I love my Stephanie Alexander bible “The Cook’s Companion”. When we last visited Australia I made Y leave behind half her luggage so that I could fit this 2kg tome into her bag to bring back to London.
.Stephanie is great when you want to know how long to roast a particular cut of meat, how to save the tart that hasn’t set and other technical information, and she also has a super collection of classic, dependable recipes. The book is divided into chapters such as “abalone”, “eggs”, “okra”, “rabbit & hare” – so is the perfect book when you have a glut of one particular type of ingredient!.
I find I refer to Steph far more over this side of the world, because in Australia my first port of call was always my Mum (presumably much of the time she was on the other end of the phone leafing through her Stephanie bible to assist me), but now that we live in different time zones, I have come to rely on Steph a little more (I still of course discuss recipes and food with the domestic goddess that is my mother at every possible opportunity)..I like Steph because she’s like a grandmother culinary figure (and therefore fitting that I was given the book by my own grandmother) – always with an answer which you know will always be right.
But sometimes, like a grandma, I listen to all of Stephanie’s brilliant advice and I nod, smiling, and whilst in my head I know she knows what’s best for the chicken with red wine vinegar and tomato (after all, it is in her book), I also know that I will instead carry on and do it my own way – the much shorter, easier, with possibly not quite as good results way..I chose to ignore Stephanie’s advice and cook this Beaujolais casserole by throwing it all in Isaac the slow cooker and leaving it to cook for 6 hours.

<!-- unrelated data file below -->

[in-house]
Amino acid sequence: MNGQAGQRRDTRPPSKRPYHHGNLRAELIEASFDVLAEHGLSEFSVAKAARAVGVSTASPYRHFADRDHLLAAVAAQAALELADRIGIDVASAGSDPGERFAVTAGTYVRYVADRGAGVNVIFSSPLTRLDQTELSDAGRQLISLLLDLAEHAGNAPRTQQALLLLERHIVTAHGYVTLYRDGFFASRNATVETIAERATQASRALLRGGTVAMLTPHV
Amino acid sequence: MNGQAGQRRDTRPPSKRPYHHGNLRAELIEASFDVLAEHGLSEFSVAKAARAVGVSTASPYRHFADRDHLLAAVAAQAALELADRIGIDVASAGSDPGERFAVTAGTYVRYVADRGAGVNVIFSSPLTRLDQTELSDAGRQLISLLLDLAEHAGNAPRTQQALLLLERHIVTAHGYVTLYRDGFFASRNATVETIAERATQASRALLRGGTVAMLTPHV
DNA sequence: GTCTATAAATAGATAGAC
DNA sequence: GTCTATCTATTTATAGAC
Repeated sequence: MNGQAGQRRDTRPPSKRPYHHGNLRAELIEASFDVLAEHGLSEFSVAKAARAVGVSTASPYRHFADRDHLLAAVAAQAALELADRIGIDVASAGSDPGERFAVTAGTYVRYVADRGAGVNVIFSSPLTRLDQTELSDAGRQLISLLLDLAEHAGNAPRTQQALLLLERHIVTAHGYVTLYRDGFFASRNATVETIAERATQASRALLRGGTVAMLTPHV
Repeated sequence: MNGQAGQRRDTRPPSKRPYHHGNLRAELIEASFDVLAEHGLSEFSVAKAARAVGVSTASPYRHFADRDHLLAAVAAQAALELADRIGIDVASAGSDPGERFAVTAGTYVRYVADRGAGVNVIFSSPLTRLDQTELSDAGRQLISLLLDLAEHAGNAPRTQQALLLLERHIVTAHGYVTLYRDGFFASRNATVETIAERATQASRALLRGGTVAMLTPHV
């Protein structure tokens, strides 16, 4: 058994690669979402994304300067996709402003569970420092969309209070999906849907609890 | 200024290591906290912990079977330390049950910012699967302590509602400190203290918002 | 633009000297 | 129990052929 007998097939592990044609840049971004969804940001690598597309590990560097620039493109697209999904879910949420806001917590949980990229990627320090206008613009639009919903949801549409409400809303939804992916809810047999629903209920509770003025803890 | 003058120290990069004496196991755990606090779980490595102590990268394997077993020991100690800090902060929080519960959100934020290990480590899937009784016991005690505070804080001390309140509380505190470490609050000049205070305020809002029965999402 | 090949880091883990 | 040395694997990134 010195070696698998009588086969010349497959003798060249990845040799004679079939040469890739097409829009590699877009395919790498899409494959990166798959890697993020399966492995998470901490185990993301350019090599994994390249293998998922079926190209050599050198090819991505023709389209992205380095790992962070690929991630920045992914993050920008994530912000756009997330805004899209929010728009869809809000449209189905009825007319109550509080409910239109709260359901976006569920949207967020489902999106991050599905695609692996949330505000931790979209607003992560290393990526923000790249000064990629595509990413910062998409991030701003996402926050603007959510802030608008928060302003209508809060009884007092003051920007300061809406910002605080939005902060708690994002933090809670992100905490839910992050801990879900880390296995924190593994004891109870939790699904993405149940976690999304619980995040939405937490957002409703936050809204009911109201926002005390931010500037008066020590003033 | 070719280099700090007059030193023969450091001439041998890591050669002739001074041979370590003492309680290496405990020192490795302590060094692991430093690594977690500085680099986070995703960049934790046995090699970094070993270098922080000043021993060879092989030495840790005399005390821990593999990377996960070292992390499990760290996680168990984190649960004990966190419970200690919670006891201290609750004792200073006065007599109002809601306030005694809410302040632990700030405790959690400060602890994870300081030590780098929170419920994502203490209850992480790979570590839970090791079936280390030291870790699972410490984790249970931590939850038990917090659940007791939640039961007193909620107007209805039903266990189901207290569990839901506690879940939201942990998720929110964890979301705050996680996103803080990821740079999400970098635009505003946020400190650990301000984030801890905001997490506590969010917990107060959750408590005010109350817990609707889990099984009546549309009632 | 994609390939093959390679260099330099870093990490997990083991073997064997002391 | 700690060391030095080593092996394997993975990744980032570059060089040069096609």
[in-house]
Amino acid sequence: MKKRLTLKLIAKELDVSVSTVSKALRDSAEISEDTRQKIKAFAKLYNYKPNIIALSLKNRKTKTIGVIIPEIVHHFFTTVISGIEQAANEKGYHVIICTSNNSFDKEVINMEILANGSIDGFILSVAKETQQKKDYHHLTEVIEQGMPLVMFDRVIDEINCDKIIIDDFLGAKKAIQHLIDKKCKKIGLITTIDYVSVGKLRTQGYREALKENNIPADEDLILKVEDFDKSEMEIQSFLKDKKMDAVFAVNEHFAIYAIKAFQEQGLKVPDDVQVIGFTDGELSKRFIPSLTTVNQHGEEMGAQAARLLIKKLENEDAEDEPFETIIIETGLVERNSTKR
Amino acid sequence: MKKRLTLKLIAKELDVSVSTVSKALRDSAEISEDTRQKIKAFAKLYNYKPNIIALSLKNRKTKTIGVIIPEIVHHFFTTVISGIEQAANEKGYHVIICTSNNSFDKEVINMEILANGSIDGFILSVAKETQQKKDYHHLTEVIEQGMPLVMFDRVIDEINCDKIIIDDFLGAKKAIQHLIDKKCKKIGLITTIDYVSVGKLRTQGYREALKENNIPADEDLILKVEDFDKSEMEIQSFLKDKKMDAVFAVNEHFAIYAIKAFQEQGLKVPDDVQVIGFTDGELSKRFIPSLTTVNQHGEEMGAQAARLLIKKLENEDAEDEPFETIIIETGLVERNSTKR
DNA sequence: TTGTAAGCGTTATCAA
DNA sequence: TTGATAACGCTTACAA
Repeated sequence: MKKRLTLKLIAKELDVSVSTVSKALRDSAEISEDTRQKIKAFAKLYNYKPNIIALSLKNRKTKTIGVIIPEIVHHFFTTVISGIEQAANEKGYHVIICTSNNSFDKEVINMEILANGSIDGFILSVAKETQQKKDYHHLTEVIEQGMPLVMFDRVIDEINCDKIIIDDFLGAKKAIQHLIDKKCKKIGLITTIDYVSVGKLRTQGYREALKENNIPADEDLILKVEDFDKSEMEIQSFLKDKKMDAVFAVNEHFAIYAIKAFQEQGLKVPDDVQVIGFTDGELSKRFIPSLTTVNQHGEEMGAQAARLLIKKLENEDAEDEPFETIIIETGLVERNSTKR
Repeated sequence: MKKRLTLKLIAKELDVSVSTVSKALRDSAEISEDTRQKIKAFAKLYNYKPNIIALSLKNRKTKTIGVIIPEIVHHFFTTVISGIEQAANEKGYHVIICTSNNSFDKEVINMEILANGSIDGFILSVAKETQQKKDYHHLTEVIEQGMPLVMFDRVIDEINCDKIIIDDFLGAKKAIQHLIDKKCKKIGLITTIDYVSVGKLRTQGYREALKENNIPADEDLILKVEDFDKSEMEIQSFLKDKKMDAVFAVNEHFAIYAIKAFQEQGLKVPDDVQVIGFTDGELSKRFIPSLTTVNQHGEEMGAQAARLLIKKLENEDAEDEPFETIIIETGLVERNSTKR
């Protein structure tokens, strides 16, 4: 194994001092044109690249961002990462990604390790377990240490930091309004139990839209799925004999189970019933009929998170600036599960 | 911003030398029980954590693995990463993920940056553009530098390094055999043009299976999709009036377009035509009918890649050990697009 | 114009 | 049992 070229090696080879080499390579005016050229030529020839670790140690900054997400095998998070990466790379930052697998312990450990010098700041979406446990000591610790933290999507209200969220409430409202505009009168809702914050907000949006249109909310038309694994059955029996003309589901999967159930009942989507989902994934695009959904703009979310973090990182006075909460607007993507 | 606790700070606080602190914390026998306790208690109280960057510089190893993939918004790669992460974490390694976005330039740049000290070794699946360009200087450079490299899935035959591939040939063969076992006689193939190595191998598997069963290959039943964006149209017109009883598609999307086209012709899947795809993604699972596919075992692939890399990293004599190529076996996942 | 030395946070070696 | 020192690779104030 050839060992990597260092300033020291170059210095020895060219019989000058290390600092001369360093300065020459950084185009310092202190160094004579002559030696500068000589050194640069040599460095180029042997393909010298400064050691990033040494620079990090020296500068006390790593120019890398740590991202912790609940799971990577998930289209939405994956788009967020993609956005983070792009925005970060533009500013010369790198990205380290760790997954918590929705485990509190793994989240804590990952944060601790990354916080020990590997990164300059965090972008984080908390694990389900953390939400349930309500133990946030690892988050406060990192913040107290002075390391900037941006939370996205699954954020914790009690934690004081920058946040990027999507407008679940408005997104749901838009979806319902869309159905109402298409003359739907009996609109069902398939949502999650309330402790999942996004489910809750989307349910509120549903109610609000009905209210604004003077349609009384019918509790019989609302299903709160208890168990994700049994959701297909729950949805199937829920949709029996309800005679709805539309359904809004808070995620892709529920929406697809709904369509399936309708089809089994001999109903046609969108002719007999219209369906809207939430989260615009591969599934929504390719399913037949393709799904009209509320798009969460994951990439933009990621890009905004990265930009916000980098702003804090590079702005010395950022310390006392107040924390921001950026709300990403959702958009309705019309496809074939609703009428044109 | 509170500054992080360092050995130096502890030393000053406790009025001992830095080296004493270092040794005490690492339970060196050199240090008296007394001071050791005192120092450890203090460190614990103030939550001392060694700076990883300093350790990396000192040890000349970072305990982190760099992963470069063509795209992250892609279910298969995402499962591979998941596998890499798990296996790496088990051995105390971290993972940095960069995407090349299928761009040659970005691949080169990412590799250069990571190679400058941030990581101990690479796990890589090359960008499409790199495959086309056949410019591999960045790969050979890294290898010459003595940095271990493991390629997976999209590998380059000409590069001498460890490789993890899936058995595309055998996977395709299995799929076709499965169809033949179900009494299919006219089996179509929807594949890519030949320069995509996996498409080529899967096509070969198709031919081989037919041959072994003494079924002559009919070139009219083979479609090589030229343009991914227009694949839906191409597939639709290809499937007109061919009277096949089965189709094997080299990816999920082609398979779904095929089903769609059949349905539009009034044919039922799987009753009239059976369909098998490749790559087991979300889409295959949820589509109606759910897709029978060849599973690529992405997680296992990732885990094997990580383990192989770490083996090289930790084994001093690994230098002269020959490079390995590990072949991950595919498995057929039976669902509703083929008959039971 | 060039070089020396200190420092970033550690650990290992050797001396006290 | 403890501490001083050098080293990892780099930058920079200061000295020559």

It’s an incredibly lazy way to cook, so much so that it’s almost as though you haven’t cooked at all. It’s like you have a maid or a cook, or both – because by the time you come to eat, you’ve forgotten you were ever actually involved in cooking the meal!.I got up early(ish) Wednesday morning and into Isaac threw about 14 free range chicken thighs (seasoned), 8 peeled cloves of garlic, 12 peeled shallots, 3/4 cup red wine vinegar, 3/4 cup tomato passata (“or fresh tomato sauce you’ve made yourself” – not now Stephanie), and 3/4 cup chicken stock (this would feed about 5 people). I set Isaac to cook for 6 hours and went to work.
When I arrived home, Isaac was keeping the chicken warm and 2 minutes before we were ready to eat, all I had to do was blanch some green beans (although in retrospect perhaps some mashed potato would have been good too, but I can’t do everything)..To serve (take careful note, as this is complicated), life the lid on the slow cooker. Take a breather. Spoon the succulent chicken thighs, with a little tomatoey broth, some tender shallots and garlic, into a bowl. Sprinkle with parsley. Done..The result is a simple but soothing chicken casserole with a tangy kick of vinegar..Thank you Cook, you are dismissed, and please don’t mention to Grandma Steph that I adulterated her chicken casserole.